Jesus Appears Again to His Disciples (21:1-23)

This chapter puzzles scholars. Why are the disciples fishing back in Galilee after having been commissioned by Jesus and having received the Spirit? Why don't they recognize him after having seen him more than once at this point? Why is this called the third appearance of Jesus when there were already three appearances in chapter 20? If the Gospel has prepared the disciples for the time of Jesus' absence and has come to a climax with a blessing on those who have believed without having seen, what place is there for these further stories about Jesus' presence? Such questions, among others (cf. Brown 1970:1077-82; Moloney 1998:545-47, 562-65), lead most scholars to conclude this chapter was added later, either by the same author or by one or more of his disciples.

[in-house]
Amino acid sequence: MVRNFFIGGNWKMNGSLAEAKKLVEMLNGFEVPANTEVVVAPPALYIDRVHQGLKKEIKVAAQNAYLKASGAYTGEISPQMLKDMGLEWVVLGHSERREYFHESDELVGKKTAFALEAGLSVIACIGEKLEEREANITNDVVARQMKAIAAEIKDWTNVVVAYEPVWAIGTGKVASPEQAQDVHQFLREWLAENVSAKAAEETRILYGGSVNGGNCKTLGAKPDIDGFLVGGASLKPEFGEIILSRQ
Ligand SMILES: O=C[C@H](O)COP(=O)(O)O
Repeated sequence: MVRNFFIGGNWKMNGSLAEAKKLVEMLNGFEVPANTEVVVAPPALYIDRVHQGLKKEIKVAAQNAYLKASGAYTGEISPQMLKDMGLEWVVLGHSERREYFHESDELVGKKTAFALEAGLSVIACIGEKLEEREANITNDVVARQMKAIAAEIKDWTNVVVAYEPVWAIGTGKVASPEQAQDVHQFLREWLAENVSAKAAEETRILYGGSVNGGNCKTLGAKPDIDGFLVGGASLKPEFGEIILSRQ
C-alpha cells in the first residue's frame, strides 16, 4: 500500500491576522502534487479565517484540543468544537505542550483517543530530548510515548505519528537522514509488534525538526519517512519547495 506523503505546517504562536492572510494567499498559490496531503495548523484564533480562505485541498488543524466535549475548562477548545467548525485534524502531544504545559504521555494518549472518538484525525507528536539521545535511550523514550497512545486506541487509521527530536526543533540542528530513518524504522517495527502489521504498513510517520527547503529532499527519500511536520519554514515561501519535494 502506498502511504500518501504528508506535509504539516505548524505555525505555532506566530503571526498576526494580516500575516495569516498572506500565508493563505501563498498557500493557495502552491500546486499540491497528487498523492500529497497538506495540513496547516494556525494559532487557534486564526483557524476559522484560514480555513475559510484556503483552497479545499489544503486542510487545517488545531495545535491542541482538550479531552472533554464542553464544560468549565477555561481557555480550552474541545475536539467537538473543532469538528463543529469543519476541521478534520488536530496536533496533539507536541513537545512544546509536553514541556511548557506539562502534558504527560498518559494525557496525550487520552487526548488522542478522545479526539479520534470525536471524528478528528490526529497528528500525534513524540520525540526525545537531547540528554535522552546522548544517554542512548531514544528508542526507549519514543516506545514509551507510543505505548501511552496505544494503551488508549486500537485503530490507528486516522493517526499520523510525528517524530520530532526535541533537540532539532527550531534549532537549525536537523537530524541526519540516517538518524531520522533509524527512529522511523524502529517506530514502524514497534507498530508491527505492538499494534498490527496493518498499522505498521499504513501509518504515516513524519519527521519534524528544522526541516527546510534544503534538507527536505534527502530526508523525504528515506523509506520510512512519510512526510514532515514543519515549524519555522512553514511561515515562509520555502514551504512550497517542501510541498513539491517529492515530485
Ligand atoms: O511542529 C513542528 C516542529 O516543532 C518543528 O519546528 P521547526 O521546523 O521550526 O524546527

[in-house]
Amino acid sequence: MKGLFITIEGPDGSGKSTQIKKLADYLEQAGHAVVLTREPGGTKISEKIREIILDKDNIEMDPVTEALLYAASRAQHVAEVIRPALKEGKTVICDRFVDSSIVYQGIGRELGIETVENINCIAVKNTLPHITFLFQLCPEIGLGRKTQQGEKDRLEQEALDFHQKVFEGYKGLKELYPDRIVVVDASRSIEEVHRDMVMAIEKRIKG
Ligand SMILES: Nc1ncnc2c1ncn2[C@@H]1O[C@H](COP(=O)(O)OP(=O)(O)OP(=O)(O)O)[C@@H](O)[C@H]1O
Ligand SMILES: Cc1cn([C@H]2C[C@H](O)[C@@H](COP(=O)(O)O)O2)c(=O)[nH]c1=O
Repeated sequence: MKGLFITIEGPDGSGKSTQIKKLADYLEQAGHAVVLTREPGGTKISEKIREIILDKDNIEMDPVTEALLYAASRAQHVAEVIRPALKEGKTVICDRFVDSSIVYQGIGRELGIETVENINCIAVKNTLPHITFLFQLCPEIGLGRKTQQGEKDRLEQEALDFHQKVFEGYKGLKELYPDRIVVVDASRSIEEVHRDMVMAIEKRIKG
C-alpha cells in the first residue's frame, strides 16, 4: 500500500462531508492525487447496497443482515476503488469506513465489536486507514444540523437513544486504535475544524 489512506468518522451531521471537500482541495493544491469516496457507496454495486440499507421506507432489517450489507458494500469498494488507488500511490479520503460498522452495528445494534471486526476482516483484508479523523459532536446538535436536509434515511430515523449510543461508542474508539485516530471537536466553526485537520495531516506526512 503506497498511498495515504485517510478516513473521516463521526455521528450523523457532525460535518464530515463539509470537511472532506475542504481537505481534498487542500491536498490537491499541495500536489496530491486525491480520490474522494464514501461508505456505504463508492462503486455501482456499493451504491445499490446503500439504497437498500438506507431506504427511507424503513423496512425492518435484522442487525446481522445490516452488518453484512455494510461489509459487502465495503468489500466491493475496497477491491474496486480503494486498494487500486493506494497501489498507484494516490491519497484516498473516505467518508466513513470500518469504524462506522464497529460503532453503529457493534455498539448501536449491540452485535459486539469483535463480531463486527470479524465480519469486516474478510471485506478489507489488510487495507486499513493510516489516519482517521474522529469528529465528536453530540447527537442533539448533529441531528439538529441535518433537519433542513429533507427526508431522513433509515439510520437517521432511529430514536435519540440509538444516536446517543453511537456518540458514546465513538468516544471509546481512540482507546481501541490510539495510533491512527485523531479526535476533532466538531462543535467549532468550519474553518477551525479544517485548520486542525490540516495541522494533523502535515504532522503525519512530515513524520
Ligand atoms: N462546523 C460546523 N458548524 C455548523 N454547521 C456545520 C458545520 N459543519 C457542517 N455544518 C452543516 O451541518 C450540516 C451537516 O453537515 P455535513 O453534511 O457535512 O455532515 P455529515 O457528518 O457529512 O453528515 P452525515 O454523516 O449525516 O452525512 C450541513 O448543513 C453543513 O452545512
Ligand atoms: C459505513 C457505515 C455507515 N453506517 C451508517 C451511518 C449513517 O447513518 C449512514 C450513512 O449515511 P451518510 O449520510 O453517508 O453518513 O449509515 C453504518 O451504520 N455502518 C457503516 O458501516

This interpretation may be correct, but there are factors that suggest chapter 21 was the intended conclusion and not an epilogue. To judge from the other Gospels, the telling of the life of Jesus normally concluded not just with faith in the risen Lord but "with a confident statement that this mission to the world, undertaken at His command and under His authority, will be the means by which many are saved" (Hoskyns 1940b:656). Of course, John may have his own way of ending a Gospel, as he has had his own way of telling it throughout. If he concluded with chapter 20, perhaps later disciples felt an ending such as chapter 21 was needed. But that John himself included chapter 21 is suggested by a second factor: there are several examples elsewhere in Johannine literature of summary conclusions occurring before the actual end of the material (12:36-37; 1 Jn 5:13; Rev 22:5; cf. Talbert 1992:258). So John's own practice earlier in this Gospel, as well as elsewhere (depending on one's views of the authorship of John, 1 John and Revelation), actually suggests the conclusion in 20:30-31 is not itself the end of the account. But what about the discrepancies noted above? We will see that these can provide insight into the story itself, rather than clues as to how this story came to us.

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